By Jim Christie SAN FRANCISCO (Reuters) – California lawmakers approved legislation on Thursday to create a $21 billion fund to help utilities in the state pay for claims arising from future wildfires sparked by their equipment, tackling a top issue for the state. The approval came after power provider PG&E Corp filed for bankruptcy in […]
California lawmakers approve legislation for $21 billion wildfire fund
By Jim Christie
SAN FRANCISCO (Reuters) – California lawmakers approved legislation on Thursday to create a $21 billion fund to help utilities in the state pay for claims arising from future wildfires sparked by their equipment, tackling a top issue for the state.
The approval came after power provider PG&E Corp filed for bankruptcy in anticipation of more than $30 billion in wildfire liabilities.
The legislation now goes to Governor Gavin Newsom. The governor in June proposed California set up such a fund after S&P Global Ratings warned it could lower its ratings on the state’s two other major investor-owned power providers, Edison International’s <EIX.N> Southern California Edison and Sempra Energy’s <SRE.N> San Diego Gas & Electric, to below investment-grade on or about July 12.
S&P called for California’s leaders to take “concrete actions” to reduce credit risks posed by wildfires to the state’s utilities, which are under intense scrutiny after two years of brutal wildfires blamed on San Francisco-based PG&E’s equipment.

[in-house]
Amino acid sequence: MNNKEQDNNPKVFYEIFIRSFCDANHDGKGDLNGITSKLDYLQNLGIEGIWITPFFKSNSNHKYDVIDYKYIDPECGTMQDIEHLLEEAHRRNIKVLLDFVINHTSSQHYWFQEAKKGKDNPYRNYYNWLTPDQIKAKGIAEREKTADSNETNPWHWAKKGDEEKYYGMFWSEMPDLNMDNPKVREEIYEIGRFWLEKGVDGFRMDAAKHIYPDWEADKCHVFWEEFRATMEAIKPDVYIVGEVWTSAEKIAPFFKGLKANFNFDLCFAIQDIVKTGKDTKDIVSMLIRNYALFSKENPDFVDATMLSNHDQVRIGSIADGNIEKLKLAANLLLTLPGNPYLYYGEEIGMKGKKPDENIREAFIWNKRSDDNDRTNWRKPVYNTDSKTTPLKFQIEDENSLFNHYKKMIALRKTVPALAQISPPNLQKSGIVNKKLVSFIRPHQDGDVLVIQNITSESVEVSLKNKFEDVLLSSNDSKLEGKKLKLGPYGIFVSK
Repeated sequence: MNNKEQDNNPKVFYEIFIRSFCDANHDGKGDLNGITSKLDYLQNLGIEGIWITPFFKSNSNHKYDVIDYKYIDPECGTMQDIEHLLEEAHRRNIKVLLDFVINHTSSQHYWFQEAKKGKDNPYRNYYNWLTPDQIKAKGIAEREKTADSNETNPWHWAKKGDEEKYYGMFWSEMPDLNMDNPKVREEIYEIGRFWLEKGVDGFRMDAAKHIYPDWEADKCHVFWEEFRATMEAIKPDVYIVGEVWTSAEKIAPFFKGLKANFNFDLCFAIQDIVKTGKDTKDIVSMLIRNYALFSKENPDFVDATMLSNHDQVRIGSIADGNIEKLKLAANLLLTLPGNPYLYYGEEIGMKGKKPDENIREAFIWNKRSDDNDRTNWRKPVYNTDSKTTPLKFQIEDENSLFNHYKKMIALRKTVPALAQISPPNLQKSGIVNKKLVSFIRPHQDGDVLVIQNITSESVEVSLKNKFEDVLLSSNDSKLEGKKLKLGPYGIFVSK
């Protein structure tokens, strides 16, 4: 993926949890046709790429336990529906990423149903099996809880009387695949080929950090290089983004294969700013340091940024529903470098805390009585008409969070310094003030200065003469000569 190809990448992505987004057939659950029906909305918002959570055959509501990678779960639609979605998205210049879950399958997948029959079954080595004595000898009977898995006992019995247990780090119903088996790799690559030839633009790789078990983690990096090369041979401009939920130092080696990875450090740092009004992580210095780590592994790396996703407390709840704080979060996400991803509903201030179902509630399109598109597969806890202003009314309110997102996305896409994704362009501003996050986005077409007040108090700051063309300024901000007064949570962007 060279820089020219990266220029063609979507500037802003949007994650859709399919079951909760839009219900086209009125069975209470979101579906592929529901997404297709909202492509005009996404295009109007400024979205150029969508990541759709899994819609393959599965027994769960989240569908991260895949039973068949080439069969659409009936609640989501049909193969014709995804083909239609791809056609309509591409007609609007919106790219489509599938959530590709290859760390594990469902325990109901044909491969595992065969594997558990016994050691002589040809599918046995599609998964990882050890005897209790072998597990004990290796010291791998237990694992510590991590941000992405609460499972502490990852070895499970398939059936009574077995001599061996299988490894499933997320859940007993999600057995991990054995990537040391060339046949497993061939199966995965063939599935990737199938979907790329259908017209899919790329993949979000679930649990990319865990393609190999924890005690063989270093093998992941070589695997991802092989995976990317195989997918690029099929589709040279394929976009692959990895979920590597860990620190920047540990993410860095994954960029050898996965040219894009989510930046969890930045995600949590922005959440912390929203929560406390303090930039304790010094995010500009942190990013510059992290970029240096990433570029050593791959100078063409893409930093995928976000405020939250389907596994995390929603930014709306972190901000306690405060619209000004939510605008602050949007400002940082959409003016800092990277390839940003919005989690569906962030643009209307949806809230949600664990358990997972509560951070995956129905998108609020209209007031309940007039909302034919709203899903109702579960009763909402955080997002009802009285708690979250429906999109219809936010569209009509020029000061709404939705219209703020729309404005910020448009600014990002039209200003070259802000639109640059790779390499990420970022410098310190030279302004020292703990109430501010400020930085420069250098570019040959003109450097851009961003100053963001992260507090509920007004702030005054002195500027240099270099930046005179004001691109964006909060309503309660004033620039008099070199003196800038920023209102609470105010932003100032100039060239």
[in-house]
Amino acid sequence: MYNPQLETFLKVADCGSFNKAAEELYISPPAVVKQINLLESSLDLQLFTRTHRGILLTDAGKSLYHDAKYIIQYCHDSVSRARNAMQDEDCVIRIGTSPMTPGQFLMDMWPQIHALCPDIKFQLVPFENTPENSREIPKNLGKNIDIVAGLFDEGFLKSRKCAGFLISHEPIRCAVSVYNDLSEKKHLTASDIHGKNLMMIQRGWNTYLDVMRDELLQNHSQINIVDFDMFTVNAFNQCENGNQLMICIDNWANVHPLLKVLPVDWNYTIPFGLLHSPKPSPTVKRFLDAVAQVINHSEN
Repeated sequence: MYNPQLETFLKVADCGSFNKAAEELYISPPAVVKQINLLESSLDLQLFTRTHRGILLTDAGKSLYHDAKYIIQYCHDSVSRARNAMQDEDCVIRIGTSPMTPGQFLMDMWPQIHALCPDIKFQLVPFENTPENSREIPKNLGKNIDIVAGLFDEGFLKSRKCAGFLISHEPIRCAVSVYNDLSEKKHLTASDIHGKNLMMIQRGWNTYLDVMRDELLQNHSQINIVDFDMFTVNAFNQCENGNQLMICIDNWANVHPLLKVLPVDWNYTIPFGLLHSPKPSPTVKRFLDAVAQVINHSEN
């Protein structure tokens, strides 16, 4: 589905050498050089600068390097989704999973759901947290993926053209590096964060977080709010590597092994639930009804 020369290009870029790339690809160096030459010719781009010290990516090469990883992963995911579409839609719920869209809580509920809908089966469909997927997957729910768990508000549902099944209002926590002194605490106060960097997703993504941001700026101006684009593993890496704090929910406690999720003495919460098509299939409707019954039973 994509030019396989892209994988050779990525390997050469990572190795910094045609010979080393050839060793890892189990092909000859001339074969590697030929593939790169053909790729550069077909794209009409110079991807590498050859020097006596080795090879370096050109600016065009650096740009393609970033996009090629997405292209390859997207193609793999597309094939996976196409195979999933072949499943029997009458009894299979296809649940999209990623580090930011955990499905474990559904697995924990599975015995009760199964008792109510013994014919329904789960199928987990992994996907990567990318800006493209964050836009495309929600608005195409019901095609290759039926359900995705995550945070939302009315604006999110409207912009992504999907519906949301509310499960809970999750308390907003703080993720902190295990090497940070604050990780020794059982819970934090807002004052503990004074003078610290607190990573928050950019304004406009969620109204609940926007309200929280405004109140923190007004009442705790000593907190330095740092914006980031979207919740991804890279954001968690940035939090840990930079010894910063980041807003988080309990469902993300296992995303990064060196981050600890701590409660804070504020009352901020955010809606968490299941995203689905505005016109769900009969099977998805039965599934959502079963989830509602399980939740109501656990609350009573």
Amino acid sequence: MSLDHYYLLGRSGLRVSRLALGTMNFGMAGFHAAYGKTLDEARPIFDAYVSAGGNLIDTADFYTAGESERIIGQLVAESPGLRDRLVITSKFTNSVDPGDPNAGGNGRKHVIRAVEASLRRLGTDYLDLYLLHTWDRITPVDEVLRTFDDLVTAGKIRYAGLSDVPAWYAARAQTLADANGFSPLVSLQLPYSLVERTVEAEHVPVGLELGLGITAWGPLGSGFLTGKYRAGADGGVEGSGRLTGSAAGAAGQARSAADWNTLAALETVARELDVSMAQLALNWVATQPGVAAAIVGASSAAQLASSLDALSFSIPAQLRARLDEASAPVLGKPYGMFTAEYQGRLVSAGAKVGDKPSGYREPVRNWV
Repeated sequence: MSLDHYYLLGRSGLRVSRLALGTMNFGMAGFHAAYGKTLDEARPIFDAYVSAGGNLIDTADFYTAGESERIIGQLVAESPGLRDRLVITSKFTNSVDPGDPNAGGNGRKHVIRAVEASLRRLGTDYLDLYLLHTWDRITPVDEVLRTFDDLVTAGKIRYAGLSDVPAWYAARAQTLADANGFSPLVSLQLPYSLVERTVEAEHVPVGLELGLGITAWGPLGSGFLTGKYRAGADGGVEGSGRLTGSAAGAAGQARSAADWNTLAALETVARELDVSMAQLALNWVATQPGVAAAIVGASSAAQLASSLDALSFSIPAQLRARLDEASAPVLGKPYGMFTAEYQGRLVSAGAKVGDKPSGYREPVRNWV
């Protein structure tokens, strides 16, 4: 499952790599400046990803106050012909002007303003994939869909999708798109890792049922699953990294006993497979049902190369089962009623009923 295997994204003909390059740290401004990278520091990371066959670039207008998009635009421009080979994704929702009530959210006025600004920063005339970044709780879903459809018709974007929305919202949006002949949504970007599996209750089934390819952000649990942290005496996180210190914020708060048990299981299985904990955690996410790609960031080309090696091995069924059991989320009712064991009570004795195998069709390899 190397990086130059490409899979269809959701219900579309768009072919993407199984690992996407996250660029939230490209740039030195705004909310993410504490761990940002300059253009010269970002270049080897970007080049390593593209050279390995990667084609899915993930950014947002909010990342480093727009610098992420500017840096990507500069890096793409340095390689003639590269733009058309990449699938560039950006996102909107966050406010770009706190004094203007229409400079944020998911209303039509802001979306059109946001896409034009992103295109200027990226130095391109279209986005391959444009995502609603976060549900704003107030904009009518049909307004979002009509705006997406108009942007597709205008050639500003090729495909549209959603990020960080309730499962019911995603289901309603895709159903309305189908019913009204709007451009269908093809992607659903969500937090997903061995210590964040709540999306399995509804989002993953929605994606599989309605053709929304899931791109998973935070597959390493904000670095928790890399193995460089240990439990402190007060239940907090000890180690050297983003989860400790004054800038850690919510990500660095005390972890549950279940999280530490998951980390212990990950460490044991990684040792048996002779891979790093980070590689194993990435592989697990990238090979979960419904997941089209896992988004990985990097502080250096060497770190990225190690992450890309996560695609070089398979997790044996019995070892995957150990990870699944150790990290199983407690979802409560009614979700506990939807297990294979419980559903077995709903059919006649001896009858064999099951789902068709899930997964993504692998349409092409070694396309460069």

Newsom in a statement cheered the bill approved by lawmakers, calling it a “decisive action.”
“Strengthening our state’s wildfire prevention, preparedness and mitigation efforts will continue to be a top priority for my administration and our work with the legislature,” the Democratic governor added.
State Senator Bill Dodd, a Democrat who co-authored the legislation, said he expects Newsom will approve the bill soon.
“All that’s left is the governor’s signature,” Dodd said.
The legislation allows California investor-owned utilities access to the fund if they agree to put a combined $5 billion toward improvements in their electrical grids, Dodd said.
The utilities and their ratepayers would evenly split the cost of supporting the fund. Payments from ratepayers will come from a 15-year extension of an existing rate increase and PG&E would make the lion’s share of payments into the fund among the power providers after emerging from bankruptcy, Dodd said.
“In order for PG&E to access this fund, they have to exit bankruptcy within a year,” Dodd said.
PG&E will also have to compensate victims of wildfires in 2017 and 2018 caused by its equipment, Dodd said.
PG&E filed for Chapter 11 bankruptcy protection in January to reorganize its finances to help pay expected claims from the 2017 and 2018 blazes, including November’s Camp Fire. That blaze killed more than 80 people and leveled the town of Paradise in the deadliest and most destructive wildfire of California’s modern history.
California is now bracing for fire season, with PG&E working on a plan to remove 375,000 trees around its power lines in areas at high risk of wildfires this year.
PG&E also aims to speed up equipment repairs and safety inspections and shut power lines if high temperatures and winds contribute to risks of wildfires.
(Reporting by Jim Christie; editing by Susan Thomas and Jonathan Oatis)